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'I know the people of Mandurah have my back': Kirkup rules out moving to safer seat

New Opposition leader Zak Kirkup speaks on Tuesday.
New Opposition leader Zak Kirkup speaks on Tuesday.

New Opposition leader Zak Kirkup says he is confident he will retain his Dawesville seat at the next election.

One of the Liberals' strongest performers since winning the marginal seat in 2017, the former political staffer faces a titanic battle.

No Liberal seat is tighter than Mr Kirkup's seat, which he holds by a margin of just 0.7 per cent.

"There has been comment as to whether my seat is too marginal," he told a press conference in his inaugural speech as Liberals leader on Tuesday.

"I wouldn't be here if I didn't know the people of Mandurah have my back."

He ruled out moving to a safer seat.

"I love Mandurah. I think it's the greatest place on earth. I would like to continue to represent them as long as they will have me."

Mr Kirkup was this morning declared leader of the WA Liberals, after Bateman MP Dean Nalder issued a statement just after 9am withdrawing his nomination.

The appointment makes him the second-youngest in WA history after Labor's Thomas Bath, who assumed the role in 1906 at the age of 31.

He is the youngest Liberal to take on the job after Matt Birney, who was 35.

He took the opportunity to give a shout out to his electorate during the press conference.

"I'm proud of my local community in Mandurah and the Peel region," he said.

"They are a community which tackles the problems head on."

He said Mandurah residents "still smiled at each other walking down the street".

Mr Kirkup spoke in his maiden speech about how the family would rise and fall with the state's fortunes.

"I don't come from the establishments, I don't come from money, I learned the value of hard work," he said.

He said his dad worked as "a tradie" and his mum still works as a retail assistant in a chemist.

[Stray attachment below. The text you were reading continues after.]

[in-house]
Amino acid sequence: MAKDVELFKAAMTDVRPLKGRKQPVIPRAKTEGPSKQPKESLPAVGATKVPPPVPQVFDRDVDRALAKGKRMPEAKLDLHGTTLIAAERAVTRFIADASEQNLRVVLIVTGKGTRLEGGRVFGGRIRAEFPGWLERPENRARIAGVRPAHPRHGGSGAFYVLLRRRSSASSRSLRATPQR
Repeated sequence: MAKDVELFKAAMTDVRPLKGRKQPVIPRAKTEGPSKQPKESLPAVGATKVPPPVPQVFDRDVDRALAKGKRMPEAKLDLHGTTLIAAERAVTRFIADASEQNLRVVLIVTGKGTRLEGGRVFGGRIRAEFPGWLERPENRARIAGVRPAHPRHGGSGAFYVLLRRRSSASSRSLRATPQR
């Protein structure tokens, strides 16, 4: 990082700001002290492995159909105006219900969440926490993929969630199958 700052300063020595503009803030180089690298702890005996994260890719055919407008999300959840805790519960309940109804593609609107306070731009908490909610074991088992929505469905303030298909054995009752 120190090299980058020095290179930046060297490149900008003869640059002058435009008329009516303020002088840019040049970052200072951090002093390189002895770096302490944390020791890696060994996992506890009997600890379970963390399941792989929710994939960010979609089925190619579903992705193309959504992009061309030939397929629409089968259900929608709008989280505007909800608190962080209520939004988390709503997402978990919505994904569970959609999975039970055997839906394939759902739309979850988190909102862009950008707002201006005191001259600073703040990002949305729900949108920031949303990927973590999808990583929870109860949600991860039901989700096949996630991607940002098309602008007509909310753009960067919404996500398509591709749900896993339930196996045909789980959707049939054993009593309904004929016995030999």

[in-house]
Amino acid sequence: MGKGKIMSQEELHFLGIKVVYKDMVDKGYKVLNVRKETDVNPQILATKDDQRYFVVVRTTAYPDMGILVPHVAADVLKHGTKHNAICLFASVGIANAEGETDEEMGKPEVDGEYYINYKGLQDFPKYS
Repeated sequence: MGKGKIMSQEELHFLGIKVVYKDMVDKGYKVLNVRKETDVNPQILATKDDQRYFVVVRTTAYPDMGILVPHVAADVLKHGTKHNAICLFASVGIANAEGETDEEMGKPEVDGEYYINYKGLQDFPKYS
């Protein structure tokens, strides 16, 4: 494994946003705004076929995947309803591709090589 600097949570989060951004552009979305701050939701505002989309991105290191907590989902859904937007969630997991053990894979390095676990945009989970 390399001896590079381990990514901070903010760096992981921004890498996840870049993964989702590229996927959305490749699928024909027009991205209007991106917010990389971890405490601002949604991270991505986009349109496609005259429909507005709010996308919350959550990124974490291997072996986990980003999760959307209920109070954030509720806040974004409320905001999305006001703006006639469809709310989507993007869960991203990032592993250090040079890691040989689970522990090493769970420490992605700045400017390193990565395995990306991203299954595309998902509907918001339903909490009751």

Party divisions, a pandemic and a rampantly popular premier are among the challenges he will face.

A series of disastrous polls prompted Liza Harvey's resignation just four months before election.

The strains within the party were laid bare when Ms Harvey's predecessor Mike Nahan fronted the media, calling for influential upper house MP Peter Collier and fellow veteran Bill Marmion to retire so the party could regenerate.

A "despondent" Mr Nahan, who has already confirmed he will retire at the March election, said powerbrokers continued to hold too much sway and the Liberals were heading to the polls with no new policies and little money.

The party later sought to present a united front, with the entire partyroom standing behind Mr Kirkup and newly-elected deputy Libby Mettam at a press conference.

"What members say on the way in, I'll leave it up to them, but ultimately we're standing here today as a united team and I know that's what matters most to people in Western Australia," Mr Kirkup told reporters.

Having already been reduced to just 13 of 59 seats in the lower house, the Liberals have faced months of dreadful polling.

Premier Mark McGowan's approval ratings have meanwhile reached record highs, with voters strongly backing WA's hard border closures.

Labor is widely expected to win a second term and is targeting further marginal Liberal seats after a landslide victory in 2017.

"I've fought 14 elections in my time. Not one of them is unwinnable," Mr Kirkup said.

"I am up for the fight, the team behind me is up for the fight."

Liberal MPs had grown increasingly anxious about the prospects of an electoral annihilation under Ms Harvey, who was criticised for equivocating on the state's border closures.

Mr Kirkup struck a different tone, saying the Liberals would back in the chief health officer's advice "100 per cent".

"There will be no deviation between the Liberal party and the Labor party when it comes to COVID-19," he said.